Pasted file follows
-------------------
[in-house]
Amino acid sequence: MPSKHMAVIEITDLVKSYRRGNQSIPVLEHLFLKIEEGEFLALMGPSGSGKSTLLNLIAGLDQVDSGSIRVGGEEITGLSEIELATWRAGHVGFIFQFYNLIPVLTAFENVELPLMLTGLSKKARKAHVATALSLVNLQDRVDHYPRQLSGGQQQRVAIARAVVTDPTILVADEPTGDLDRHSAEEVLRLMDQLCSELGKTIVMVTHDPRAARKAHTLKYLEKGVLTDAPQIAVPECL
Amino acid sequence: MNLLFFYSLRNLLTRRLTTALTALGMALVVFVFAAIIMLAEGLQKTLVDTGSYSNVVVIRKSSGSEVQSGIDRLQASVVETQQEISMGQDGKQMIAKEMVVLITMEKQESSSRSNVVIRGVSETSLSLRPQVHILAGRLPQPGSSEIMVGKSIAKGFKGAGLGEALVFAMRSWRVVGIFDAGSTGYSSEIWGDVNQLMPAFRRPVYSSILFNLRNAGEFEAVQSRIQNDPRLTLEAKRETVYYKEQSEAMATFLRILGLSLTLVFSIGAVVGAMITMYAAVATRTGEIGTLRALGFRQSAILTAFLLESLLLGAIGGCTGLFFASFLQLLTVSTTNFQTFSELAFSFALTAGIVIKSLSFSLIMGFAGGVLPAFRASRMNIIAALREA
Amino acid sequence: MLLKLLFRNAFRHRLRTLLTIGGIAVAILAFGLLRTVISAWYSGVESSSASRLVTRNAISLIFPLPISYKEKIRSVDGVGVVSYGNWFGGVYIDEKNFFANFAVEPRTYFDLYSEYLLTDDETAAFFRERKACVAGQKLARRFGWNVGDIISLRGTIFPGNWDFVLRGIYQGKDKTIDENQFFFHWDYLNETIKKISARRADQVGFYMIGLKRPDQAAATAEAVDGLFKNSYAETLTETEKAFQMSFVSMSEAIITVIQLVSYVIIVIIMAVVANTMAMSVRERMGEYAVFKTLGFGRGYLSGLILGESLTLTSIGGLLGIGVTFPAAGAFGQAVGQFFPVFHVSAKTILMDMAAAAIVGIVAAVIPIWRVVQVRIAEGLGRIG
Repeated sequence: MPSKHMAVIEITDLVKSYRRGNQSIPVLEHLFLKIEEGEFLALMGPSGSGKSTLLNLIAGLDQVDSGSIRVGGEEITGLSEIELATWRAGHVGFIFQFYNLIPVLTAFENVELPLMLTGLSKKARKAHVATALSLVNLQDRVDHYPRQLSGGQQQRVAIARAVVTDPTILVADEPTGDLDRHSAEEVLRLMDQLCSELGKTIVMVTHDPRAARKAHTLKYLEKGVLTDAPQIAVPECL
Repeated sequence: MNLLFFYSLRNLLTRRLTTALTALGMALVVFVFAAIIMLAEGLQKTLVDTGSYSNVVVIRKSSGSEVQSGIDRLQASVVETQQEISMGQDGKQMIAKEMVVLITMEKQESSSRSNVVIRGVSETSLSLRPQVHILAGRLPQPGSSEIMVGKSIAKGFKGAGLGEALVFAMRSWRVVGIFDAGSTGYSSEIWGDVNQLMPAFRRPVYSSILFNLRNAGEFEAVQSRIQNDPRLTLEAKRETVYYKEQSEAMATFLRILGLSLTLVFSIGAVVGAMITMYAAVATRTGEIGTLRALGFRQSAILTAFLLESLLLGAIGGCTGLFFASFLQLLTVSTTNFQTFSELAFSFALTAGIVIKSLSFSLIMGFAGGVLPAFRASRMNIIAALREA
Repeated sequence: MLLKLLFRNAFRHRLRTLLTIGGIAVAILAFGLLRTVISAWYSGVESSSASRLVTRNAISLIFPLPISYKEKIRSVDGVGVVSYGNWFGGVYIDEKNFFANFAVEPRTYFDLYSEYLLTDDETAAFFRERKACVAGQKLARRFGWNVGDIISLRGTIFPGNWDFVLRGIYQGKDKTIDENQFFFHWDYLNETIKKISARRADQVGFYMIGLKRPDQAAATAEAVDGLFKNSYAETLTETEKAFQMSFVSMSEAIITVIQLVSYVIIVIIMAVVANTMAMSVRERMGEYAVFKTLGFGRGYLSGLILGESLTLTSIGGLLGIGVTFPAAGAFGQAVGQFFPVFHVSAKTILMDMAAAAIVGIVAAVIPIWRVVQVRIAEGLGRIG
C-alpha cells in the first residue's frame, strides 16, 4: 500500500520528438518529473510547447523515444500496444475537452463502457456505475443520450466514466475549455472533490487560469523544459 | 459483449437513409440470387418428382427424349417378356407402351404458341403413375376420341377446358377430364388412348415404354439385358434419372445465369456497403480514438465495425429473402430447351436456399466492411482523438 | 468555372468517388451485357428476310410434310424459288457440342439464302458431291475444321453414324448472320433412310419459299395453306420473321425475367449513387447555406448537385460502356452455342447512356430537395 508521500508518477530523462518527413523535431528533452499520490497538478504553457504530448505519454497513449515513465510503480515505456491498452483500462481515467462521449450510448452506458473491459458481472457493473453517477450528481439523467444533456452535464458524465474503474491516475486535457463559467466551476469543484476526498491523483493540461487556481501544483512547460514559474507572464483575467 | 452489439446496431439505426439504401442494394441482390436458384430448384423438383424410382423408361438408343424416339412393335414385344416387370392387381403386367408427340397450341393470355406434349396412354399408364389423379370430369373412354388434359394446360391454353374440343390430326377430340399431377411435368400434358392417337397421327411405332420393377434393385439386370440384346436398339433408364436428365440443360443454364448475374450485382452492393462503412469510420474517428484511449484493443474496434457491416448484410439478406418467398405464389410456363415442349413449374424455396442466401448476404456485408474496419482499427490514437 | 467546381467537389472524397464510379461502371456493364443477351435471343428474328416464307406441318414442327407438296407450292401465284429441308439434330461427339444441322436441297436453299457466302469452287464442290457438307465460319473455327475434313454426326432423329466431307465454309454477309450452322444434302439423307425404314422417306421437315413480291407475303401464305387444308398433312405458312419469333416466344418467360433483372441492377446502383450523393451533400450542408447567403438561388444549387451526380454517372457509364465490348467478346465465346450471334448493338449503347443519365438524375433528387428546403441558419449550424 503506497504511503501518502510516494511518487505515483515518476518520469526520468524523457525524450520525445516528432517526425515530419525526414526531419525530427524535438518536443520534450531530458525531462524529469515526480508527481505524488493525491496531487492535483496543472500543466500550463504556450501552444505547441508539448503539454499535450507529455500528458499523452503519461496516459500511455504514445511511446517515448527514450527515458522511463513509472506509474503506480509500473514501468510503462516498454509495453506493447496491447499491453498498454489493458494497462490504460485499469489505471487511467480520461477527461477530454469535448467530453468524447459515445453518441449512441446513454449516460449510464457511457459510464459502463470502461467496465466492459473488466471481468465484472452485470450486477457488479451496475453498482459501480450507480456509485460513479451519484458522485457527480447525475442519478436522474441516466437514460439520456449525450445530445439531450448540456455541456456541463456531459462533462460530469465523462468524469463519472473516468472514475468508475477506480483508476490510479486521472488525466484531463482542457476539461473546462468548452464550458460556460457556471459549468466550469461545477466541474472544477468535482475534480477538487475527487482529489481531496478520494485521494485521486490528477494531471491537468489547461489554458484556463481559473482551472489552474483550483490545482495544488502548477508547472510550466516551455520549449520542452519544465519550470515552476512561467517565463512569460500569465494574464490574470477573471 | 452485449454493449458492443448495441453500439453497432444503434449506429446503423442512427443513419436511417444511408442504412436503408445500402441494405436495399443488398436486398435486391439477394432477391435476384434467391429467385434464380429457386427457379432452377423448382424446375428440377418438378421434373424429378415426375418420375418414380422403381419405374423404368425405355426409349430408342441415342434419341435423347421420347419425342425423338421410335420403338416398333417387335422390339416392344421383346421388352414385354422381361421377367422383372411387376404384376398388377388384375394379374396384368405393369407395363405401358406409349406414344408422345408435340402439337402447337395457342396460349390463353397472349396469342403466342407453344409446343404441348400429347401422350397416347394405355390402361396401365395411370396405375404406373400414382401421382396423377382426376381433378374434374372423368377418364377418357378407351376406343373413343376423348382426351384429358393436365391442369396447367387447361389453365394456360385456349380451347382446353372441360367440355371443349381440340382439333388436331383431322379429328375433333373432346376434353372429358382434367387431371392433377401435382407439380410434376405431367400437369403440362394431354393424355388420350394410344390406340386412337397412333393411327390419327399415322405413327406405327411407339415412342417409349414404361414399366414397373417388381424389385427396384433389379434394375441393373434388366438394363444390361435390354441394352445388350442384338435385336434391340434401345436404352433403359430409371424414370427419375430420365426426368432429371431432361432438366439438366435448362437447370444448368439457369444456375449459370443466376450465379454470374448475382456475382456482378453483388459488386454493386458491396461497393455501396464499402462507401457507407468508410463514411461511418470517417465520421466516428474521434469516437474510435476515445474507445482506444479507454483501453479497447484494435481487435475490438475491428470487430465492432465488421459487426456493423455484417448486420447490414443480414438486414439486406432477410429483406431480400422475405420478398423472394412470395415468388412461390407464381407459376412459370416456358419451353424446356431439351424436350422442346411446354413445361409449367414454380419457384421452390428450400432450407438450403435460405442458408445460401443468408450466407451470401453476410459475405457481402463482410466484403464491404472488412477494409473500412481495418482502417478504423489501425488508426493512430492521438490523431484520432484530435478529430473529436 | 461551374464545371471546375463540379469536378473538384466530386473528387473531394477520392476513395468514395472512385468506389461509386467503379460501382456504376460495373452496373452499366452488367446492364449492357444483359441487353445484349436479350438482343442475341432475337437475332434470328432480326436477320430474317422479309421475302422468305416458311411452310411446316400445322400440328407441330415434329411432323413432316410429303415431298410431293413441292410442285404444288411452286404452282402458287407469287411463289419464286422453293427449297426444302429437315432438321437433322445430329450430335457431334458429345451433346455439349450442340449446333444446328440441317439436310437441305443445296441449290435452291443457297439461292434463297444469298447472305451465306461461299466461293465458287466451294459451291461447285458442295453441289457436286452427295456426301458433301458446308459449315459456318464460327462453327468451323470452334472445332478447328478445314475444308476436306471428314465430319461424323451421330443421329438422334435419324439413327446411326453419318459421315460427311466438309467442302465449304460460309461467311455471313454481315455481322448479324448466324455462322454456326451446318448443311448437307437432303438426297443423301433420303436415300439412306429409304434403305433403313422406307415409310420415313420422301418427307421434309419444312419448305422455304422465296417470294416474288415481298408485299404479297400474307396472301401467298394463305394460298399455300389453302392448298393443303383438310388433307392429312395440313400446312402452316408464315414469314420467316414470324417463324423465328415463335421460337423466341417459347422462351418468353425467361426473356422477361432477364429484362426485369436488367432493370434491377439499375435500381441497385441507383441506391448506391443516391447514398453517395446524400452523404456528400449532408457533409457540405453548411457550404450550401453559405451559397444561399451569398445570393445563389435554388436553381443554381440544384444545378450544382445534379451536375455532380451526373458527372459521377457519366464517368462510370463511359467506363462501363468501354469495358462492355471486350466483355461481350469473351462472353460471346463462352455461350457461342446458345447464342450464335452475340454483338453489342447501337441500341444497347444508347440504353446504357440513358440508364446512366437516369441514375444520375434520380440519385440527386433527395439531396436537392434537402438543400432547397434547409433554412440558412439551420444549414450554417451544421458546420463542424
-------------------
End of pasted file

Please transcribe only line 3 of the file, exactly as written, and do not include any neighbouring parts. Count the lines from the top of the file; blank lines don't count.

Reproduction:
Amino acid sequence: MNLLFFYSLRNLLTRRLTTALTALGMALVVFVFAAIIMLAEGLQKTLVDTGSYSNVVVIRKSSGSEVQSGIDRLQASVVETQQEISMGQDGKQMIAKEMVVLITMEKQESSSRSNVVIRGVSETSLSLRPQVHILAGRLPQPGSSEIMVGKSIAKGFKGAGLGEALVFAMRSWRVVGIFDAGSTGYSSEIWGDVNQLMPAFRRPVYSSILFNLRNAGEFEAVQSRIQNDPRLTLEAKRETVYYKEQSEAMATFLRILGLSLTLVFSIGAVVGAMITMYAAVATRTGEIGTLRALGFRQSAILTAFLLESLLLGAIGGCTGLFFASFLQLLTVSTTNFQTFSELAFSFALTAGIVIKSLSFSLIMGFAGGVLPAFRASRMNIIAALREA